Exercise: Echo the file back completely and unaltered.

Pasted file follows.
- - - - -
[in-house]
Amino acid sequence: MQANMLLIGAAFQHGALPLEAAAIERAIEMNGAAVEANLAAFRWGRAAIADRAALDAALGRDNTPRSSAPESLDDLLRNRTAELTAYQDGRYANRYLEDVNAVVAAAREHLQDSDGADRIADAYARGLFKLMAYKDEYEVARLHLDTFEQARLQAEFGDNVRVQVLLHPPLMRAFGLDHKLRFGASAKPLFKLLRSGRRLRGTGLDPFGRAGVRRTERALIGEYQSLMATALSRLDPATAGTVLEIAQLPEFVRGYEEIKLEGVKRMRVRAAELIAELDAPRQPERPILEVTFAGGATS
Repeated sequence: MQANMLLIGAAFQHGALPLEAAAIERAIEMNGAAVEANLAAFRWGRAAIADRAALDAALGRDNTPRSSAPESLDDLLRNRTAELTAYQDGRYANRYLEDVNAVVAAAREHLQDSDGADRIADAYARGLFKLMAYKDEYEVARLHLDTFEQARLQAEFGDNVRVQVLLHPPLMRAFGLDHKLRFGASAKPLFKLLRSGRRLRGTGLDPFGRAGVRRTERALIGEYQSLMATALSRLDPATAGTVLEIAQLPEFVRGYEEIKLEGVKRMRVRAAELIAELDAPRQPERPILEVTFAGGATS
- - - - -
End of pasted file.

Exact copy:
[in-house]
Amino acid sequence: MQANMLLIGAAFQHGALPLEAAAIERAIEMNGAAVEANLAAFRWGRAAIADRAALDAALGRDNTPRSSAPESLDDLLRNRTAELTAYQDGRYANRYLEDVNAVVAAAREHLQDSDGADRIADAYARGLFKLMAYKDEYEVARLHLDTFEQARLQAEFGDNVRVQVLLHPPLMRAFGLDHKLRFGASAKPLFKLLRSGRRLRGTGLDPFGRAGVRRTERALIGEYQSLMATALSRLDPATAGTVLEIAQLPEFVRGYEEIKLEGVKRMRVRAAELIAELDAPRQPERPILEVTFAGGATS
Repeated sequence: MQANMLLIGAAFQHGALPLEAAAIERAIEMNGAAVEANLAAFRWGRAAIADRAALDAALGRDNTPRSSAPESLDDLLRNRTAELTAYQDGRYANRYLEDVNAVVAAAREHLQDSDGADRIADAYARGLFKLMAYKDEYEVARLHLDTFEQARLQAEFGDNVRVQVLLHPPLMRAFGLDHKLRFGASAKPLFKLLRSGRRLRGTGLDPFGRAGVRRTERALIGEYQSLMATALSRLDPATAGTVLEIAQLPEFVRGYEEIKLEGVKRMRVRAAELIAELDAPRQPERPILEVTFAGGATS